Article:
Birmingham Rebels #1
Releasing Sept 1st, 2015
Perfect for fans of Shayla Black and Lexi Blake, the deeply sensual new Birmingham Rebels series introduces an unforgettable team of chiseled football gods—and the daring, provocative games they play behind closed doors.
Birmingham Rebels offensive linemen Beau Perez and Cass Zielinski are inseparable, on and off the field. Cass, the captain with the cowboy swagger, is a loose cannon. Beau, the veteran tight end, is cool under pressure. And ever since they were caught on tape in a steamy threesome, their exploits have fueled more than a few tabloid headlines—and naughty fantasies.
Marian Treadwell knows all about the video. And now that she’s the Rebels’ new assistant offensive coach, she can’t look at Beau and Cass without picturing their hard, naked bodies—with her pressed in between. Marian would like nothing more than to indulge those impulses, but she knows better than to get too close to her players, a bunch of adrenaline-fueled alpha males who don’t always follow the rules.
Just the thought of sharing the gorgeous yet guarded Marian drives Cass wild. At first, Beau isn’t sure she’s right for them . . . and lately, all he desires is a little alone time with Cass to explore their new intimacy. But it’s only a matter of time before Cass breaks through both of their defenses. Because when seduction is the game plan, he always plays to win.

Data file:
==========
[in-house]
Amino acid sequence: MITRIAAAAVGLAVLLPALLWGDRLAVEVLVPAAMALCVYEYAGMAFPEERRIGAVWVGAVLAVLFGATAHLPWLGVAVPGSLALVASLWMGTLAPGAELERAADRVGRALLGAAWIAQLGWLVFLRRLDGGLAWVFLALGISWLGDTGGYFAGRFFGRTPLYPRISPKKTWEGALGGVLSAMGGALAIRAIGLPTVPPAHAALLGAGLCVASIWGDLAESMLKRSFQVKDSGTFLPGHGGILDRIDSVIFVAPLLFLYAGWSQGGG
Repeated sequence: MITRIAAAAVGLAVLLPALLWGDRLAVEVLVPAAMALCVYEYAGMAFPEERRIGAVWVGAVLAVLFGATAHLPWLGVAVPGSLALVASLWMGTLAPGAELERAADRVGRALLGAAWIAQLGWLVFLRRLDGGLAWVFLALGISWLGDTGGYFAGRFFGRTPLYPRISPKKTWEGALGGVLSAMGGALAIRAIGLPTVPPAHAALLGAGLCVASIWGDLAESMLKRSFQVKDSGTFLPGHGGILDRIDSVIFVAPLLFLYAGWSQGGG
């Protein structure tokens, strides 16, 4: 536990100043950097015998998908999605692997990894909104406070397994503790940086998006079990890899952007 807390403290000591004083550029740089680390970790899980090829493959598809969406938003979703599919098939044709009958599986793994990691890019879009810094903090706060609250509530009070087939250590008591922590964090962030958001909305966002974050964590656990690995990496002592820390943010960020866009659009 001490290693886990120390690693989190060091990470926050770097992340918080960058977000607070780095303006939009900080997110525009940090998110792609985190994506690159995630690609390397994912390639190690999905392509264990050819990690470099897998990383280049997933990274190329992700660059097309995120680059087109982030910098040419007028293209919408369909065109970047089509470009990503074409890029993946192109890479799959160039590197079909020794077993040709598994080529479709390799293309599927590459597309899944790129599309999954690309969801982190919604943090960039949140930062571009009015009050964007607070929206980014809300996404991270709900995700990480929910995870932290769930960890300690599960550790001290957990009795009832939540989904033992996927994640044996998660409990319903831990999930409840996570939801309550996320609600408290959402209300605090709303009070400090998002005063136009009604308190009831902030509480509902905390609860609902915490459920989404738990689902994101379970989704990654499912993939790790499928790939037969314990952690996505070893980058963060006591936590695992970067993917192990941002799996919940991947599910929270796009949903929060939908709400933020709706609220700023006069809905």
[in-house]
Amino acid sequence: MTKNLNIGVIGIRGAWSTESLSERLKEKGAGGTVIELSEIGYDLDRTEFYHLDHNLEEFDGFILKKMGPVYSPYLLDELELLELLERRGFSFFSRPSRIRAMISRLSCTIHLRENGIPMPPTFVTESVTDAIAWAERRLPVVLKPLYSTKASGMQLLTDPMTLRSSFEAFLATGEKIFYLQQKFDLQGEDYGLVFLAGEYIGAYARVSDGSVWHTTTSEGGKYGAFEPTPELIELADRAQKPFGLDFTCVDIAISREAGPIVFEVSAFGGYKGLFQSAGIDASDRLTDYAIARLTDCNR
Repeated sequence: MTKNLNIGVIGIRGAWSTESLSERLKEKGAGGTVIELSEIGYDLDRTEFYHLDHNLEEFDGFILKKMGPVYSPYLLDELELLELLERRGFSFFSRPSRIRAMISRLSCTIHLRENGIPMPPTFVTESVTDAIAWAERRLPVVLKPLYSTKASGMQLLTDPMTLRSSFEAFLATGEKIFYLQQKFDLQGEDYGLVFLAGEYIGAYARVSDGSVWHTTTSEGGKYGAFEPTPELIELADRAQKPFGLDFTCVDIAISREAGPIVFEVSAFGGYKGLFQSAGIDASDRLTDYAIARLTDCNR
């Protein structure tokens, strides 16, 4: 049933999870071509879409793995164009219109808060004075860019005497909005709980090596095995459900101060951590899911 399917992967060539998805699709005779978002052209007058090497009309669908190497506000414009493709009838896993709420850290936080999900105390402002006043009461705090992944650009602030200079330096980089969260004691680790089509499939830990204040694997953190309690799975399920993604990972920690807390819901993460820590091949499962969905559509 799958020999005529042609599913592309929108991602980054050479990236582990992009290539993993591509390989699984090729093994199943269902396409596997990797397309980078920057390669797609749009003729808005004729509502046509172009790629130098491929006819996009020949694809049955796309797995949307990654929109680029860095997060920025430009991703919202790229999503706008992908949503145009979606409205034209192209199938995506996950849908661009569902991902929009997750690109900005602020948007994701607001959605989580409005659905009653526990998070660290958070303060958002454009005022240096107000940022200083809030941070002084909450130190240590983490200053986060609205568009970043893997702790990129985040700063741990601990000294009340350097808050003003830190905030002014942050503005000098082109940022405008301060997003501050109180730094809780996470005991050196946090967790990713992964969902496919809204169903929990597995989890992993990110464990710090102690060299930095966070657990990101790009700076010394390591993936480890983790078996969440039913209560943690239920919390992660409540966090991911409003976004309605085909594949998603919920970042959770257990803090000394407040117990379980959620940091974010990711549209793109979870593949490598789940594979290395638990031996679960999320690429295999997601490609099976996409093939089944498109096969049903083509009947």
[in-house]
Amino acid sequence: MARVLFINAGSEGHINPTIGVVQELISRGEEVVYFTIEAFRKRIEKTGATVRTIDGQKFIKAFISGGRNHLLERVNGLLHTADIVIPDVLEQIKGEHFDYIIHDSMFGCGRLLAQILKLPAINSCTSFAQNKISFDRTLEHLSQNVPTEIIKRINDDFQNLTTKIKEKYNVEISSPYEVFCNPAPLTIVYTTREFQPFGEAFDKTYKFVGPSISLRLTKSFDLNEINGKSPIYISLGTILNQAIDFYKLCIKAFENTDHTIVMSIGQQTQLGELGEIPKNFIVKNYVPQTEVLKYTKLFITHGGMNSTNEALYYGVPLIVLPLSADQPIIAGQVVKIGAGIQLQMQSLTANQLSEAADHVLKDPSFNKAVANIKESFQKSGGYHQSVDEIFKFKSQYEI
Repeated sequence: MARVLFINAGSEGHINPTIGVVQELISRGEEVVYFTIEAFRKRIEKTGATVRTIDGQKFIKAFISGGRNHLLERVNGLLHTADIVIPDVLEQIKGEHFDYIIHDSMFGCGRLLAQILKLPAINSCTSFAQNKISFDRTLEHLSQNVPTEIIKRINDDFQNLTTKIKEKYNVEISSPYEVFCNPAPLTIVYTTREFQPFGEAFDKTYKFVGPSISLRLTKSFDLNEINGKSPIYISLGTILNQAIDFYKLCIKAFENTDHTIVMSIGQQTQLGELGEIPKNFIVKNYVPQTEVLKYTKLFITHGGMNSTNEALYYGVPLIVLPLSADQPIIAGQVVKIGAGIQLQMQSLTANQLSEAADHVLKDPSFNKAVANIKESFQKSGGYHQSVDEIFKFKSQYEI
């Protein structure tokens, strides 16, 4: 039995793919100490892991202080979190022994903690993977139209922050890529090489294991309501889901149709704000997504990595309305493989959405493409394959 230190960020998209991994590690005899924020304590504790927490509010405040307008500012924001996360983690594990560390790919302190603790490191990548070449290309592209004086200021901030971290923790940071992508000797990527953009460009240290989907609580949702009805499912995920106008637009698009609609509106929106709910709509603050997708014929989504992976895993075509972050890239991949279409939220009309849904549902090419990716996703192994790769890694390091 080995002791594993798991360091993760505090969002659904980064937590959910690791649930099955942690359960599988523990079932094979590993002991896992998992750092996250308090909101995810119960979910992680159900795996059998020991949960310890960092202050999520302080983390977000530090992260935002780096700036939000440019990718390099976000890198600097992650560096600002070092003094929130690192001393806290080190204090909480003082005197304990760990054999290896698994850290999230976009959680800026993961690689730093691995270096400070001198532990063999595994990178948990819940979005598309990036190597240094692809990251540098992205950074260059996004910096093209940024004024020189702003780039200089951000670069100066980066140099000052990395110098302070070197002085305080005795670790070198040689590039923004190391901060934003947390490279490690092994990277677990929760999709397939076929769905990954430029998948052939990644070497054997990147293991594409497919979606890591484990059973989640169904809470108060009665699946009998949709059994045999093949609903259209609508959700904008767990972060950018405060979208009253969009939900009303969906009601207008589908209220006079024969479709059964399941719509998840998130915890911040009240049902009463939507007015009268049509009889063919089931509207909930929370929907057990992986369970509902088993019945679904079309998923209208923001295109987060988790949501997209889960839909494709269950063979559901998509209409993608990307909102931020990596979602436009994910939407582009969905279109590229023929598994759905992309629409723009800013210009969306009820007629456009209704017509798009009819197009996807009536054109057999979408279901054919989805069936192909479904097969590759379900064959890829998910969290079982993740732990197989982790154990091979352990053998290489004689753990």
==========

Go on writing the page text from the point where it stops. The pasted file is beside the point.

Broken Play is intended for mature audiences.
“Get. In. Here.” Marian spoke in that one-word-sentence staccato that had become so popular on television and that she’d sworn she’d never imitate. Now she knew it wasn’t a choice. She was simply so mad she couldn’t get more than one word out at a time. Beau didn’t argue. He simply slid sideways in through her office door, past where she stood holding it. She started to close it, but a hand grabbed it from the hallway and pushed it open again. Cass. Of course. “Can’t I even yell at him without your presence?” she asked coldly.
“Nope. Team captain. Got to be here.” Cass turned and closed the door behind him, then leaned against it, his arms crossed, that damn cowboy hat in one hand.
“Fine,” Marian said. “Since you piss me off, too, you can share the punishment.”
“I don’t take punishment,” Cass said, his usual charming smile gone as he gave her a heated stare that made sweat pop out along her spine. “I give it.”
It took Marian a moment to get past the images that flashed through her head at that outrageous claim. “On the field, not in my office,” she said a little unsteadily.
“Anywhere I choose,” Cass told her calmly.
“Maybe I should go,” Beau said from behind her.
Marian jumped and spun around to face him. She hadn’t been paying attention. She couldn’t believe she’d let him flank her like that.
“Settle,” Cass said quietly but firmly. “There’s no threat here.”
“You just made threats,” she countered, backing up until her back hit the wall a few feet off to Cass’s left.
“No,” he said, the charm back in his voice, a sexy little drawl making it sound like “Those were promises.”
She actually felt a bead of sweat slip down her cleavage, and she shivered.
“Stop it,” Beau said. “You’re scaring her.” She glanced at him and he looked a little sad, his eyes big and golden brown, and soft with some emotion she couldn’t name. Instinctively she knew he wasn’t the threat here, which threw her into confusion. Wasn’t he the one in charge?
“I’m not scared,” she said. It was a knee-jerk reaction, something she’d said so often in the past few years—to others and to herself—that it was second nature.